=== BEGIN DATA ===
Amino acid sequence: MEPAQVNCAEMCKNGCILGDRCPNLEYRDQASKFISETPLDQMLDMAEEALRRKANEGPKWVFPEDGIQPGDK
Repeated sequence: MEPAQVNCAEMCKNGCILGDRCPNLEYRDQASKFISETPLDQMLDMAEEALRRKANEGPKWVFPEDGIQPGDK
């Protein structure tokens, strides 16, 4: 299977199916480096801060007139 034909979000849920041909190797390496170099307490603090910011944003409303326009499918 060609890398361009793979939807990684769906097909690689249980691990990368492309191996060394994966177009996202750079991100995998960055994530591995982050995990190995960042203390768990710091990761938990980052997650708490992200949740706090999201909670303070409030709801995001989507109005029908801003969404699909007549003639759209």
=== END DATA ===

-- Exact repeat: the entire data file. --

Amino acid sequence: MEPAQVNCAEMCKNGCILGDRCPNLEYRDQASKFISETPLDQMLDMAEEALRRKANEGPKWVFPEDGIQPGDK
Repeated sequence: MEPAQVNCAEMCKNGCILGDRCPNLEYRDQASKFISETPLDQMLDMAEEALRRKANEGPKWVFPEDGIQPGDK
């Protein structure tokens, strides 16, 4: 299977199916480096801060007139 034909979000849920041909190797390496170099307490603090910011944003409303326009499918 060609890398361009793979939807990684769906097909690689249980691990990368492309191996060394994966177009996202750079991100995998960055994530591995982050995990190995960042203390768990710091990761938990980052997650708490992200949740706090999201909670303070409030709801995001989507109005029908801003969404699909007549003639759209």